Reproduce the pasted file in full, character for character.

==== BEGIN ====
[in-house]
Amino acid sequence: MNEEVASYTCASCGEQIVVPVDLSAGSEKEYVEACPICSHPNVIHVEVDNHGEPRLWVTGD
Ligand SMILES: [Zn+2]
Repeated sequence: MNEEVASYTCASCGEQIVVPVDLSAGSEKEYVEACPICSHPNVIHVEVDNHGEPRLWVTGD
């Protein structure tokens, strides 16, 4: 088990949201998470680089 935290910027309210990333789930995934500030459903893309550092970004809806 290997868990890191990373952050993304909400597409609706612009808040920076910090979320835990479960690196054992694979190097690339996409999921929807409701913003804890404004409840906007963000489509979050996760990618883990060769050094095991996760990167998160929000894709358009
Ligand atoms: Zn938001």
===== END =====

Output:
[in-house]
Amino acid sequence: MNEEVASYTCASCGEQIVVPVDLSAGSEKEYVEACPICSHPNVIHVEVDNHGEPRLWVTGD
Ligand SMILES: [Zn+2]
Repeated sequence: MNEEVASYTCASCGEQIVVPVDLSAGSEKEYVEACPICSHPNVIHVEVDNHGEPRLWVTGD
């Protein structure tokens, strides 16, 4: 088990949201998470680089 935290910027309210990333789930995934500030459903893309550092970004809806 290997868990890191990373952050993304909400597409609706612009808040920076910090979320835990479960690196054992694979190097690339996409999921929807409701913003804890404004409840906007963000489509979050996760990618883990060769050094095991996760990167998160929000894709358009
Ligand atoms: Zn938001």